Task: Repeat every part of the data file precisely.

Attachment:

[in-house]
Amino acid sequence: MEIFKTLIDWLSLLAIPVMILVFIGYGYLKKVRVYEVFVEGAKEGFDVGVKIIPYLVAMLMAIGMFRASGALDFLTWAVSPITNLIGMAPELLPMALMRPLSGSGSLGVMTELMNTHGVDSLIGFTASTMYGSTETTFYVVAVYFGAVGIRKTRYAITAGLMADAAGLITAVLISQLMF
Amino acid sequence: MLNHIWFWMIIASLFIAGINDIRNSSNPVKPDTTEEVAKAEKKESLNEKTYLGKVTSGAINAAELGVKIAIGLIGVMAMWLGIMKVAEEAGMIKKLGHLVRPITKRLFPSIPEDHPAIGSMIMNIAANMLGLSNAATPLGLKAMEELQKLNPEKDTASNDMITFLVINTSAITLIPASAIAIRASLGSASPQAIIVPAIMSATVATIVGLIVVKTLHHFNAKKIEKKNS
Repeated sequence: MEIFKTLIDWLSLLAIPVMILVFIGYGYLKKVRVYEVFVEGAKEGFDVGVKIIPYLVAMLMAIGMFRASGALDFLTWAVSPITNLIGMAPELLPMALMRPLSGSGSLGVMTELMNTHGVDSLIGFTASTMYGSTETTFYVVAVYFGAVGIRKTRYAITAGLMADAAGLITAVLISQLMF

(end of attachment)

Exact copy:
[in-house]
Amino acid sequence: MEIFKTLIDWLSLLAIPVMILVFIGYGYLKKVRVYEVFVEGAKEGFDVGVKIIPYLVAMLMAIGMFRASGALDFLTWAVSPITNLIGMAPELLPMALMRPLSGSGSLGVMTELMNTHGVDSLIGFTASTMYGSTETTFYVVAVYFGAVGIRKTRYAITAGLMADAAGLITAVLISQLMF
Amino acid sequence: MLNHIWFWMIIASLFIAGINDIRNSSNPVKPDTTEEVAKAEKKESLNEKTYLGKVTSGAINAAELGVKIAIGLIGVMAMWLGIMKVAEEAGMIKKLGHLVRPITKRLFPSIPEDHPAIGSMIMNIAANMLGLSNAATPLGLKAMEELQKLNPEKDTASNDMITFLVINTSAITLIPASAIAIRASLGSASPQAIIVPAIMSATVATIVGLIVVKTLHHFNAKKIEKKNS
Repeated sequence: MEIFKTLIDWLSLLAIPVMILVFIGYGYLKKVRVYEVFVEGAKEGFDVGVKIIPYLVAMLMAIGMFRASGALDFLTWAVSPITNLIGMAPELLPMALMRPLSGSGSLGVMTELMNTHGVDSLIGFTASTMYGSTETTFYVVAVYFGAVGIRKTRYAITAGLMADAAGLITAVLISQLMF